• I wanted the mosaic to be all marble. After all, I do promote stone and want to show others what they can do with it.
  • I used a dark background in all my other portraits. I wanted something lighter.
  • I have a special affinity for Silverwater. When Michael and I visited Sophie in Ontario last summer, she took us to a "stone yard" in a nearby town. The place had about ten acres of piles of stone mostly left over from construction jobs. I suppose it's a place where stone goes to die unless someone (like us) finds a special use for it. We found about 5 slabs of this stone and loved its silver-gray color - unlike any of the other gray stones which I offer on the standard Mosaic Rocks sample board. It cuts beautifully. (I do offer it on Mosaic Rocks while my supply lasts. Once it's gone, I won't be able to find more unless I hunt for it back in Ontario.)
  • I am in mortal fear of the wrath of the guru who strongly advocated for Silverwater.
The background is not all Silverwater, however. I did mix in a little Bardiglio Nuvolato. I selected it because it was a little bit darker than the Silverwater, but when I placed it next to the Silverwater stones, it was interesting to see how much blue there was in it. Very interesting.

I did keep the first three rows around Luke solid Silverwater, thinking it would create a subtle halo effect. Well, it turned out to be subtle alright - too subtle.

So, in retrospect was this the correct background choice? I'm happy with it - but I wish I had three other mosaics of Luke's head where I could have tried different backgrounds. It would be an interesting experiment; however, more work than I want to take on.

Not done yet....

I know, I'm being picky, but there are two things that annoy me which I may try to fix.

The first is the color of the marble in his garment on his left side (yellow arrow). This color is too close to the color of the background. In full daylight, it looks OK. At night, however, in artificial light, it blends with the background making the black border of his garment look like it is suspended out in space.

The other issue is one stone on his chin (white arrow). This piece is a little taller than the ones around it and a brighter stone. It needs to go. Few people would notice it, but whenever I look at the Luke's face, I zoom right onto that one piece.

Friday, June 15, 2007

Floor Medallion II (the sequal)

This must be the season for floor medallions. Ginger Terry (Arkansas) is an incredible artist and avid natural stone fan. She recently started a commission to extend a marble bathroom floor into a huge dressing area, office, and exercise room. Big rooms, big mosaic medallions.

Here's a photo of the medallion in it's current state: Says Ginger:

Right now it’s about 17 inches across. It will be 44 inches across. Those strange looking things in the center are aluminum “checkers.” Up until now I’ve put the medallion on that new sticky mosaic contact paper I got at SAMA, which would be fine if the work were no larger than, say, 18 inches across. But the heavier it gets, the more I wonder if it will be possible to flip this thing over!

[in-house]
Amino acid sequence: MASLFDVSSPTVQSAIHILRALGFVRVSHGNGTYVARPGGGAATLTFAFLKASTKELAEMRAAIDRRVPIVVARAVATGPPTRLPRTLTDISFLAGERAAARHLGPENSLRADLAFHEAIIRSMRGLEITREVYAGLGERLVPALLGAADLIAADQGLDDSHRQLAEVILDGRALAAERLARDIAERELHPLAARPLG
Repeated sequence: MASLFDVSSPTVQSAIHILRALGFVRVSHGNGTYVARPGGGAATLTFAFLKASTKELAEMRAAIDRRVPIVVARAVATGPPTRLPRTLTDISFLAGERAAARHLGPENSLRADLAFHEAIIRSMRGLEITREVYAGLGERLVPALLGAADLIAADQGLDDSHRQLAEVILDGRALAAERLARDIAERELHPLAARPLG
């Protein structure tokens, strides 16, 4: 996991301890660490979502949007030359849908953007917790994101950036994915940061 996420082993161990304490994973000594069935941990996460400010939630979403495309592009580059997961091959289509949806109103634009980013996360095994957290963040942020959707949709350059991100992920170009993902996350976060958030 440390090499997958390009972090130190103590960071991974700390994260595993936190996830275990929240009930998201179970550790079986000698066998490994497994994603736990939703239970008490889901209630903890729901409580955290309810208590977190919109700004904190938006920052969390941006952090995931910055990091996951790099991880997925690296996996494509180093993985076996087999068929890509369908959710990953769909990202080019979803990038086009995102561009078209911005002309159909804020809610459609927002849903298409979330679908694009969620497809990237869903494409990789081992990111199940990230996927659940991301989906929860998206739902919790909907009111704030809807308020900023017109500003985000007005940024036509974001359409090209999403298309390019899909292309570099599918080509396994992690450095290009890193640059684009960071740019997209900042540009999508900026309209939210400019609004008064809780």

Ginger also goes on to ask:

What would you do—would you do this thing in sections? Would you lay it indirect so it will be perfectly flat, and if so, how would you go about it? Would you lay it direct on mesh? I’m thinking that I should go ahead and “flip” it onto mesh now, before it gets any bigger, and maybe consider doing it in sections, which will require more technical expertise than I have right now.

If you have any suggestions for her, you can email me and I'll pass your email on to Ginger.

Aside from the medallion, the main part of the floor will be done in 12x12 St Laurent and Pink Petal floor tiles. Ginger loved our pink petal cut marble so much that she ordered 50 sq feet of it from our source in Boston and had it shipped to Arkansas. The shipping almost cost just as much as the tile itself.

Thursday, June 14, 2007

Table Top (Karin Wainwright)

Karin is a good friend from South Africa. She is also one of the driving forces in the growing and thriving mosaic community in South Africa. Last year she was instrumental in getting 26 SA artists to submit their works for the Mosaic Yearbook. No doubt there will be more this year.

Here is a table top she just completed. Check out Karin's website.

Wednesday, June 13, 2007

Mosaic Guru Hotline

Yesterday I started struggling with the color for Luke's background. There's not a lot of background space to work with, so I was thinking that a solid color would work best and not distract from Luke himself. I picked out a few colors of marble and mosaic-gold and placed pieces on the mosaic to see what the color would look like and then photographed each.

You can see larger versions of these photos here.